The 1992 penny is not particularly valuable, despite its significance as part of the Lincoln Memorial penny series. The majority of the coins in the series, including the 1992 penny, are widely accessible on the market and are only worth a few cents. However, the coins in the series are still sought after by collectors and history buffs as a part of American history.

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The Lincoln Memorial penny series is popular among collectors because U.S. laws shield these coins from being melted down. This means that the coins are still readily available on the market, and collectors can easily add them to their collections. Furthermore, the coins in the series have historical importance because they commemorate the life and legacy of Abraham Lincoln, one of the most beloved and influential Presidents in American history.

The Lincoln cent is one of the most well-known American coins produced to honor a significant figure in American history. Over a century of minting, it has remarkably remained unchanged, but redesigning the reverse was a means to honor significant events.

1992 Lincoln Penny Grading

Knowing the grade and value of a 1992 penny can be a complex process, as it requires evaluating various factors such as wear, strike quality, luster, and general condition. While professional grading companies offer reliable grading services, they can be expensive and may not be necessary for all coins.

The grade of a coin ranges from 1 to 70, with 70 denoting an ideal, uncirculated coin. A coin with a grade of 1, for example, is heavily used and may have substantial damage, whereas a coin with a grade of 70 is flawless and has never been used. Remember to handle your coins carefully and store them in a safe, dry place to preserve their condition and value for years to come.

Curious about the worth of your 1992 penny? Watch this.

Rare 1992 Lincoln Penny Error Lists

There are two common varieties and a few standard errors on the 1992 Lincoln cent that can raise their worth. Errors typically result from either technical or human error. Continued use of the equipment may cause some components to become loose and others to wear out. As a result of this, some coins won’t receive the necessary strike. Let’s examine some of these errors in this section.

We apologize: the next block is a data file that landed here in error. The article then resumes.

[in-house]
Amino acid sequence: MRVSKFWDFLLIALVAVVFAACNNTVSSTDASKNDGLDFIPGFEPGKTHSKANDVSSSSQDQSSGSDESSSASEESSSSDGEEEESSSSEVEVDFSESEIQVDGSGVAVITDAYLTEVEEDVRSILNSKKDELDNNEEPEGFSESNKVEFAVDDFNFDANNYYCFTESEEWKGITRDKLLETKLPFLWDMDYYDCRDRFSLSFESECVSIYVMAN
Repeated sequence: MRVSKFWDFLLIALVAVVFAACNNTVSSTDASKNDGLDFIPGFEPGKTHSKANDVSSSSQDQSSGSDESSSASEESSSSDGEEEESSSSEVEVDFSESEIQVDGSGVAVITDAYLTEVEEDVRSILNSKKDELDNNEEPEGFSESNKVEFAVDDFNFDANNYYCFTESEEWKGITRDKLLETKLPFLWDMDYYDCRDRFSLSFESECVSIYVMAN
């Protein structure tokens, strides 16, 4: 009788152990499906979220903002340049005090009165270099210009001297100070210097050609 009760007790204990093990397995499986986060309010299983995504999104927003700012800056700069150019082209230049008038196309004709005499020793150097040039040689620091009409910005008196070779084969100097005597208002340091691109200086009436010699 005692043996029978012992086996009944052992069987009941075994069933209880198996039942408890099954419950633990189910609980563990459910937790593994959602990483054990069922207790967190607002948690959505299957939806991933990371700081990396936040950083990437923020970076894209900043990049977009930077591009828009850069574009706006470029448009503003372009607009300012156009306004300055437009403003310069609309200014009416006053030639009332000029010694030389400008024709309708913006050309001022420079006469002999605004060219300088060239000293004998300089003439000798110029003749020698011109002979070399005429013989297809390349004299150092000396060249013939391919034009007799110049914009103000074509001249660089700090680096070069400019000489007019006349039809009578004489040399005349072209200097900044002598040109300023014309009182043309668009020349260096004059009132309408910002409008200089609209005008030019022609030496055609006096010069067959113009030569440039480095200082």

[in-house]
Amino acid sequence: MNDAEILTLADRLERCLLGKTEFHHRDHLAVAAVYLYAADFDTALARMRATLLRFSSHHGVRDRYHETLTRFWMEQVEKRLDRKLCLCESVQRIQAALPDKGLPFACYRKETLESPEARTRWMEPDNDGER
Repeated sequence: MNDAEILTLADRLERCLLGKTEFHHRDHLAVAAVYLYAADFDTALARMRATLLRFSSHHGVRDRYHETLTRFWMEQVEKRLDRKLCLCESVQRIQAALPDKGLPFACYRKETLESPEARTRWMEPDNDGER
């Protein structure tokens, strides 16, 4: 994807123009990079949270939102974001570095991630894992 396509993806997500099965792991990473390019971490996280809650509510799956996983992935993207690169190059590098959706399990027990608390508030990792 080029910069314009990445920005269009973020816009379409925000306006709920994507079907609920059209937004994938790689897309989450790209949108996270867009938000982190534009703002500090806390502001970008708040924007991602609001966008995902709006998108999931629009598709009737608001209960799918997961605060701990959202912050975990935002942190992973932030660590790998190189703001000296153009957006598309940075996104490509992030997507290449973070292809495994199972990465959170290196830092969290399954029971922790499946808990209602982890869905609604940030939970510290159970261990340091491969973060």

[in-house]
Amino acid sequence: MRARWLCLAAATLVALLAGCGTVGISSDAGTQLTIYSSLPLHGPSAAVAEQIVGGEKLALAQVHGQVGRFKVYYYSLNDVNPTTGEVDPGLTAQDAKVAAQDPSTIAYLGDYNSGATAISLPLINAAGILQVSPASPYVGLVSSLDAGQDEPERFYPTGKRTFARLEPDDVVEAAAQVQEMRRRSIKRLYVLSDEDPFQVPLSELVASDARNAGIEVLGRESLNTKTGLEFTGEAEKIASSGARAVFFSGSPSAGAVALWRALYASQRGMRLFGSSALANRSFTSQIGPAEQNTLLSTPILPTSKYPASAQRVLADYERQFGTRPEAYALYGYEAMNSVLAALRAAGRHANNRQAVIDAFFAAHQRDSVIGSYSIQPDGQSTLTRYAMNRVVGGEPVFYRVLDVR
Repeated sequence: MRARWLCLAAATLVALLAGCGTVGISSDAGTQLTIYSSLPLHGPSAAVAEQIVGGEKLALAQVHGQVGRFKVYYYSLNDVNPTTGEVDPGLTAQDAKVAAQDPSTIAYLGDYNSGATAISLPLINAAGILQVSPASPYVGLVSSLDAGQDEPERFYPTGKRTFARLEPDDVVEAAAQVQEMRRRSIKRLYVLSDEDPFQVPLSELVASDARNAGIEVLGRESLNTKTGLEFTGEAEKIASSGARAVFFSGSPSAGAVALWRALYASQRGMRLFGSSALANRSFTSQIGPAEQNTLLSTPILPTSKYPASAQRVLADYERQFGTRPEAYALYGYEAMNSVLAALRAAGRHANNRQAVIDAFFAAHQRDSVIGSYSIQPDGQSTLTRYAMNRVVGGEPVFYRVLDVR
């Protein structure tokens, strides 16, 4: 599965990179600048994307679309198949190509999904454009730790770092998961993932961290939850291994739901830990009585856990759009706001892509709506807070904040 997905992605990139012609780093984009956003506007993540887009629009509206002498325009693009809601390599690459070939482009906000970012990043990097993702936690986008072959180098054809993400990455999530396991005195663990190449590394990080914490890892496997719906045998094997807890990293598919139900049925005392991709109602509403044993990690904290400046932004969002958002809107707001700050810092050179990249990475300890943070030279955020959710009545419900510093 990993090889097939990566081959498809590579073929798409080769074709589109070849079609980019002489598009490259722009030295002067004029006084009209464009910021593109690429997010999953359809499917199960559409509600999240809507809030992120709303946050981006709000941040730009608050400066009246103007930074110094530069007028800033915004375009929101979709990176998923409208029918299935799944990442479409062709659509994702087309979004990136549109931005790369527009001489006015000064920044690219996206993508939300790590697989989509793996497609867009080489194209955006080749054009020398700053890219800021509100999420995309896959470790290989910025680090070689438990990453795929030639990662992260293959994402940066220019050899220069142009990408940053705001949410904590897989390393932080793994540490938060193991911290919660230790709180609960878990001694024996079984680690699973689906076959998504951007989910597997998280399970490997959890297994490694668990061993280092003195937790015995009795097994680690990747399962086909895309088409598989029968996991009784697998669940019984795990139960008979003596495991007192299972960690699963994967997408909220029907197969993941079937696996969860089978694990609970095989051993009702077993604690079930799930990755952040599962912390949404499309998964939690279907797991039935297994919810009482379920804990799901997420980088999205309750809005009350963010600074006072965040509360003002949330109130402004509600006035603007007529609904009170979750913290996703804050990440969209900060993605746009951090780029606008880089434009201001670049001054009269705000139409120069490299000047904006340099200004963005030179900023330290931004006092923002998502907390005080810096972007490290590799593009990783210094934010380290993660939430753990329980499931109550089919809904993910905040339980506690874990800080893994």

1. 1992 Close and Wide AM Varieties

1992 Close and Wide AM Varieties
Image Credit: lincolncentcollection

In 1992, the US Mint produced two different varieties of the Lincoln Memorial Cent, which collectors have come to recognize as the “Wide AM” and Close AM” varieties.

The first variety, commonly referred to as Wide AM, features the letters AM widely and evenly spaced apart. The second variety, known as Close AM, shows the letters AM much closer together, almost touching each other. The Close AM variety is much rare than the Wide AM, and therefore, it is highly sought after by collectors.

Another notable difference between the two varieties is that the designer’s initials, FG, are positioned more closely to the foot of the Lincoln Memorial on the coins with the Wide AM than they are on those with the Close AM. Dies used to strike the Wide AM variety had a wider gap between the A and M in AMERICA, resulting in more widely spaced letters. The Close AM variety was created using a different process in the letters being closer together. This variation was likely due to the use of a different hub for creating the die.

In both mints that produce pennies from the regular strikes, there is a small AM difference among the coins. However, red pennies with close AM in an MS 67 grade are the most expensive and valuable of the two, valued at thousands of dollars. For such a piece, you might be paying $20,000 minimum.

2. 1992 Strike-through Penny Error

1992 Strike-through Penny Error
Image Credit: etsy

This error occurs when debris becomes lodged between the planchet and the die during the striking process, leaving a distinct mark on the coin’s surface. While not rare, these coins are fascinating pieces and serve as a reminder of the imperfections that can occur in even the most carefully crafted coins.

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3. 1992 Lincoln Penny Double Denomination Error

1992 Lincoln Penny Double Denomination Error

When two different currency denominations are struck on the same coin, it is known as a double denomination error. For instance, a coin with both penny and dime details will be produced when a penny is struck on a dime.

The coin that results from this mistake is typically more expensive. For instance, a crimson 1992 penny struck on a dime graded PCGS MS 64 can fetch over $2,600.

4. 1992 Lincoln Penny Obverse Die Cap Error

1992 Lincoln Penny Obverse Die Cap Error

This error occurs during the production process, and it happens when the coin gets trapped in the die.

As a result, the cap gets struck on the next planchet, thereby making the image of the cap reflect on the coin.

This type of error is relatively rare, as it’s not usually minted in many quantities. The value of this error coin will largely depend on the severity. Coins that exhibit a complete image transfer are worth more than those with a partial transfer. The value of a 1992 penny with the die cap error is about $300.

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Interested in more 1992 penny errors? Watch this video.

1992 Lincoln Penny FAQs

1. What Variant Of The 1992 Penny Is Worth A Small Fortune?

The majority of 1992 pennies don’t worth above face value, but those with flaws are precious. The coins with the close AM mistake are very valuable, as they are worth over $25,000

2. Is The 1992 Penny Rare?

No, the 1992 penny is not considered rare. Over 9 billion were produced by the United States in 1992.

3. What Is The Face Value Of A 1992 Penny?

The 1992 penny is worth one cent.


Finally, the 1992 penny’s unique features and rarity make it a prized possession. While its face value is only a cent, its unique features and rarity make it a sought-after item in the coin-collecting community. Its distinctive design and potential for appreciation in value over time make it a valuable addition to any collection.